Adults suffering from red, flaking, weeping and itchy skin on the face and eyelids are set to benefit from the Government's reimbursement of Australia's first non-steroid topical treatment for eczema on the Pharmaceutical Benefits Scheme (PBS).
Elidel® cream (pimecrolimus 1%) is now subsidised for adults with facial eczema, as well as for children as young as three months of age, where the use of steroid creams is inappropriate.1
According to leading dermatologist, Dr Michael Freeman, Director of Dermatology, Gold Coast Hospital, Queensland, the expanded listing of the steroid-free cream on the PBS is a positive step for adult eczema sufferers, many of whom endure a significant physical and psychosocial toll caused by the highly visible skin disease.2
"Adults with visible eczema, particularly those who have it on the face, experience considerable distress and disruption to their daily lives.
"During flares people avoid everyday activities, suffer from sleep disturbances and have to take time off work," Dr Freeman said.
The cost of eczema is not only emotional and physical, but also financial and sufferers can spend up to $1,200 annually on treatments, depending on the severity of their eczema.3
Dr Freeman said: "Elidel works more safely to control eczema in delicate skin areas of the body and unlike steroid creams, does not risk thinning or weakening of the skin.
"The new adult PBS listing of Elidel means that anyone over three months of age with facial eczema can now control the skin disease in this sensitive area where steroid use is not recommended, or has failed to relieve eczema symptoms."
The new adult reimbursement of Elidel comes at a time when doctors are rethinking the causes and treatment of eczema.
A recent international report published in the Journal of Allergy and Clinical Immunology4 suggests that a defective skin barrier, which can allow the entry of irritants and allergens into the skin, is a primary cause of eczema.4
"Controlling external factors such as diet, avoiding allergens and irritants, replacing all soaps and detergents with non-soap alternatives, increasing the use of moisturisers and avoiding prolonged use of strong steroid creams, is vital to reducing further damage to the outer layers of skin," said Prof Dédée Murrell, Head of Dermatology at St George Hospital, Sydney.
A new clinical trial involving Elidel use in adults with facial eczema who were intolerant of, or used large amounts of steroid creams, has shown a significant decrease in eczema severity, as well as an improvement of skin thinning on the face.1,5
Elidel has been shown to offer eczema control by halving the number of flares, reducing the use of steroid creams and providing long-term control of the skin disease.6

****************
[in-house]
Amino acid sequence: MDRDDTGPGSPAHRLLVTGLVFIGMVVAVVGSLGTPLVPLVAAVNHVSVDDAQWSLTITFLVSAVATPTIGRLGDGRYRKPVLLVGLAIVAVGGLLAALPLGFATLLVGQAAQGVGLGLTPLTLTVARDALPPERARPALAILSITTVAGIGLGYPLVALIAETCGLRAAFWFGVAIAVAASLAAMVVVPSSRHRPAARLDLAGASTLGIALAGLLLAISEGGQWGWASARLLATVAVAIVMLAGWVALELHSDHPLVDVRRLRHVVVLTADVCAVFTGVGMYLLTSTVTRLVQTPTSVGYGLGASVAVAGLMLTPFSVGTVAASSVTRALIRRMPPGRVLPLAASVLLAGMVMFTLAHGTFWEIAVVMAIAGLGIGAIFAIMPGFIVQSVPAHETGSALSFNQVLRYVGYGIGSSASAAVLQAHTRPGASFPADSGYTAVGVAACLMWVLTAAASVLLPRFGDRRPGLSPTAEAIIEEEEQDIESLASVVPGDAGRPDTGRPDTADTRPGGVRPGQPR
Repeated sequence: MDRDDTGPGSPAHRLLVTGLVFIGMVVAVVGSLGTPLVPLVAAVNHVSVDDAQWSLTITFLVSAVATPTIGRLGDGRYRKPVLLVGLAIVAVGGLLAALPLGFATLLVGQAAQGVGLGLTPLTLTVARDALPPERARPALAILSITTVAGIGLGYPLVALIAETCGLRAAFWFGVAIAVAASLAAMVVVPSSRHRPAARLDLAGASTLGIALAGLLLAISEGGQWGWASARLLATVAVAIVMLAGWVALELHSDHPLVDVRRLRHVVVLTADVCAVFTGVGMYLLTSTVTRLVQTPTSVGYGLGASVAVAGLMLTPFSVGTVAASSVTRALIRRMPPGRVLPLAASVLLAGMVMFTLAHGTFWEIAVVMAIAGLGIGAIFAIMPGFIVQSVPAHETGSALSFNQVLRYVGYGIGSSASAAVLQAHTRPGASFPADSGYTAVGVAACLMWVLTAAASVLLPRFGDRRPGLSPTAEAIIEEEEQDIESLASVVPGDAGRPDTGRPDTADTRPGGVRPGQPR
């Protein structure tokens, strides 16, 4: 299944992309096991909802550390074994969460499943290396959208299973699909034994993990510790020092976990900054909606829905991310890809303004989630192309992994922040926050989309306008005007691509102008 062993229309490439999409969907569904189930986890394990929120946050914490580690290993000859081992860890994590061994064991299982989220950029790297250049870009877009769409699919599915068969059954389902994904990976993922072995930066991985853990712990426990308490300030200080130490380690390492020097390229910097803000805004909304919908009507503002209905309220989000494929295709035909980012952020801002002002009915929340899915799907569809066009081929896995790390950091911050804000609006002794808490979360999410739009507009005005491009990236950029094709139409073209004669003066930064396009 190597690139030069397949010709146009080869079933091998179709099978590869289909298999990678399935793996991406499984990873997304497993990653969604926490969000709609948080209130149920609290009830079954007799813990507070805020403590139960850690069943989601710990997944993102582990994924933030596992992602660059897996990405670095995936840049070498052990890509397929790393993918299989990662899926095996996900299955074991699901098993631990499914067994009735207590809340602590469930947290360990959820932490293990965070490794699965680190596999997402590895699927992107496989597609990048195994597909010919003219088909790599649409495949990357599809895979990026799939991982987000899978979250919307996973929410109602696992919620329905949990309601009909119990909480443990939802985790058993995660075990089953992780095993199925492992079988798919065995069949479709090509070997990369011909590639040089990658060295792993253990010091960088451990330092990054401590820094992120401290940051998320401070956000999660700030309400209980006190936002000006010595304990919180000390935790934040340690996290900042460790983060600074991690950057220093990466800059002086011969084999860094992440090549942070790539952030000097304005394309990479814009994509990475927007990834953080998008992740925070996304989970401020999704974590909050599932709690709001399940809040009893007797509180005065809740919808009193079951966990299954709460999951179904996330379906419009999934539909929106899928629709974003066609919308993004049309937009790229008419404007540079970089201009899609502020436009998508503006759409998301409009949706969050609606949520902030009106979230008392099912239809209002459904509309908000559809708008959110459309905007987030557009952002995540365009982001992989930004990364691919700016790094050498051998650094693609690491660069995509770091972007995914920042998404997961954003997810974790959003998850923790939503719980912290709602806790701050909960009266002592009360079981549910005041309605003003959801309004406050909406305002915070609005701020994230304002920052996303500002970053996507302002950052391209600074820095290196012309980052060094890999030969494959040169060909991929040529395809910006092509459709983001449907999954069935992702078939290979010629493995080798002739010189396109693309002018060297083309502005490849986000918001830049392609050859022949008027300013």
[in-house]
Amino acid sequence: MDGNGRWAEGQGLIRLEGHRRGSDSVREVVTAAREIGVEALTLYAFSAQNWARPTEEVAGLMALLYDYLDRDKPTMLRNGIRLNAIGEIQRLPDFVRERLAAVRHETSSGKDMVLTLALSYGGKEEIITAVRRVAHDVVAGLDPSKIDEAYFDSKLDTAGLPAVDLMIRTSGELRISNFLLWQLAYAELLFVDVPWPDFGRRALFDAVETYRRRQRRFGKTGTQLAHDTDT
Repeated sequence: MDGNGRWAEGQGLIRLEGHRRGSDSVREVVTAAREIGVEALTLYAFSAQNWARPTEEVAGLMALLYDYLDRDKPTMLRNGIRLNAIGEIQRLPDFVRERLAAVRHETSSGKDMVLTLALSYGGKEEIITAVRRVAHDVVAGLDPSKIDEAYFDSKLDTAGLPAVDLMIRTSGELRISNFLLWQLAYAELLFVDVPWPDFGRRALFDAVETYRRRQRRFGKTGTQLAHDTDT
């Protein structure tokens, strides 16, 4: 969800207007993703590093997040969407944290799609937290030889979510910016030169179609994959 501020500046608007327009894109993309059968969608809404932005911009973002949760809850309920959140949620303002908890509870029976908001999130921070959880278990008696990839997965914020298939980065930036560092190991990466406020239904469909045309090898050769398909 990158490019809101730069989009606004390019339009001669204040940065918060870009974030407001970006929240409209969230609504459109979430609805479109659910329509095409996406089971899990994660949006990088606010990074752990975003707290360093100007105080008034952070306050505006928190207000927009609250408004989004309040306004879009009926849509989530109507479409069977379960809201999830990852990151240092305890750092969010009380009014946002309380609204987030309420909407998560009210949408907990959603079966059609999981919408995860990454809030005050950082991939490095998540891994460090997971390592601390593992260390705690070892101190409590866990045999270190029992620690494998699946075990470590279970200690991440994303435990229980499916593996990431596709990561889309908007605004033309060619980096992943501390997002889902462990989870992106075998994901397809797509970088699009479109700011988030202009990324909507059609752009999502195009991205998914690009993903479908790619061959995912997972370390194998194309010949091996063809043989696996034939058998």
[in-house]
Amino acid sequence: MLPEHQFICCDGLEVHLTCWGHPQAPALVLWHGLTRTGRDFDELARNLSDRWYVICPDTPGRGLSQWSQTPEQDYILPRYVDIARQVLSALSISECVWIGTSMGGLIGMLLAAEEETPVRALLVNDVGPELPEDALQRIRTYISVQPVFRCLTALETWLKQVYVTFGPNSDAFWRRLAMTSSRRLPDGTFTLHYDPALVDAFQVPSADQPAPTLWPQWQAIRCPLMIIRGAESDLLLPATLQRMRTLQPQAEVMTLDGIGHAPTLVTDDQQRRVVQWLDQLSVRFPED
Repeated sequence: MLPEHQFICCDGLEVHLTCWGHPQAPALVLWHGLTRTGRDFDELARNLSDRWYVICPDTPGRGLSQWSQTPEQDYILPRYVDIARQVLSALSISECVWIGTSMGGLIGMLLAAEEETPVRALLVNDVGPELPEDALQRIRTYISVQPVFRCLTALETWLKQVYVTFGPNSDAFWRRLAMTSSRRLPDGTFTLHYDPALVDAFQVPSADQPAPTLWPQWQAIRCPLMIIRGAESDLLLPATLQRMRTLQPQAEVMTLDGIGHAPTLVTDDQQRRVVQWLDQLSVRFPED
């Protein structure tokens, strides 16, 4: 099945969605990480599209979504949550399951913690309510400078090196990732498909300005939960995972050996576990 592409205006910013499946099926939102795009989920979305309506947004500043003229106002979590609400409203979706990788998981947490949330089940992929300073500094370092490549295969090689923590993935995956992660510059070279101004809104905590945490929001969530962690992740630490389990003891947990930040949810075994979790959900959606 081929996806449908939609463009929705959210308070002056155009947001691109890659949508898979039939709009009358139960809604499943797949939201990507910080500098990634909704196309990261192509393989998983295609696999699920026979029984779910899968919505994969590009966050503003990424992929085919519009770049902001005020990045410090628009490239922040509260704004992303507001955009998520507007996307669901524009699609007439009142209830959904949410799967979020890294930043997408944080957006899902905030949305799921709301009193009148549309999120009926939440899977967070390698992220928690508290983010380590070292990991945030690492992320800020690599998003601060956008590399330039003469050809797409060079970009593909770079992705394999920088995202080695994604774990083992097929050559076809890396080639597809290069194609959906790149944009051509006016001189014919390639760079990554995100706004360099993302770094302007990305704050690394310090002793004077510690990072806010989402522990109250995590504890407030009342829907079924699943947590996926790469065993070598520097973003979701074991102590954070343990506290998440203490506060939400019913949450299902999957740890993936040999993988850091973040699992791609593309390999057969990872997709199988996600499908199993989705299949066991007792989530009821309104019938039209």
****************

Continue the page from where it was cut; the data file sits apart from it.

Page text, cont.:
"Now adult patients who have facial eczema will greatly benefit from Elidel's PBS listing as the treatment will not cause the same thinning of the skin as topical corticosteroids and will actually give the skin a chance to recover," Prof Murrell said.
"With summer here and the potential aggravation of the sun and water on the face, good control of facial eczema is paramount and Elidel offers this to patients.
"Adult patients should see their GP or dermatologist for advice on how to recognise and manage their eczema symptoms by following a simple Eczema Control Plan," said Prof Murrell.
The Eczema Control Plan promotes patient education, understanding and appropriate management of eczema using a multi-therapy treatment approach.
"An Eczema Control Plan includes the use of moisturisers, topical corticosteroids and Elidel at appropriate times, allowing patients to effectively control their facial eczema," Prof Murrell said.
President of the Eczema Association of Australasia Inc (EAA) and long-term eczema sufferer, Ms Cheryl Talent, says: "Eczema is a serious skin disease which has been shown to be comparable to, or even worse than living with conditions such as insulin-dependent diabetes.
"Most sufferers, particularly adults, feel that controlling their eczema would be the single most important improvement to their quality of life."
Elidel belongs to a group of non-steroid medications known as topical calcineurin inhibitors (TCIs). It works on the skin and is specific to the cells which cause redness and itching very early on in the eczema cycle.7
Eczema is a common, recurring, non-infectious, inflammatory skin disease in which the skin becomes red, dry, itchy or scaly and may even weep, bleed or crust over. The disease varies in frequency and severity among different age groups, but often appears in childhood. People who do not outgrow eczema either by childhood or puberty, will continue to live with the condition life-long.8
1. PBAC Public Summary Document. www.health.gov.au/internet/wcms/publishing.nsf/content/ pbac-psd-mtjuly06.
2. Zuberbier T et al. Patient perspectives on the management of atopic dermatitis. (ISOLATE) J Allergy and Clin Immunol 2006; 118: 226-32.
3. Kemp A. Cost of illness of atopic dermatitis in children. A societal perspective. Pharmacoeconomics 2003; 21 (2): 105-113.
4. Cork et al. New perspectives on epidermal barrier dysfunction in atopic dermatitis: gene environment interactions. J Allergy Clin Immunol 2006; 118: 3-21.
5. Weise-Riccardi et al. Randomized vehicle-controlled trial of pimecrolimus cream 1% in adult patients with mild to moderate head and neck atopic dermatitis intolerant of, or dependent on TCS. Journal of Investigative Dermatology 2006; 126:46.
6. Meurer et al. Pimecrolimus cream in the long-term management of atopic dermatitis in adults: a six-month study. Dermatology 2002; 205: 271-277.
7. Hultsch et al. Immunomodulation and safety of topical calcineurin inhibitors for the treatment of atopic dermatitis. Dermatology. 2005; 211: 174-187.
8. Kissling S et al. Follow-up of atopic dermatitis after early childhood. Hautarzt. 1993; 44: 569-573.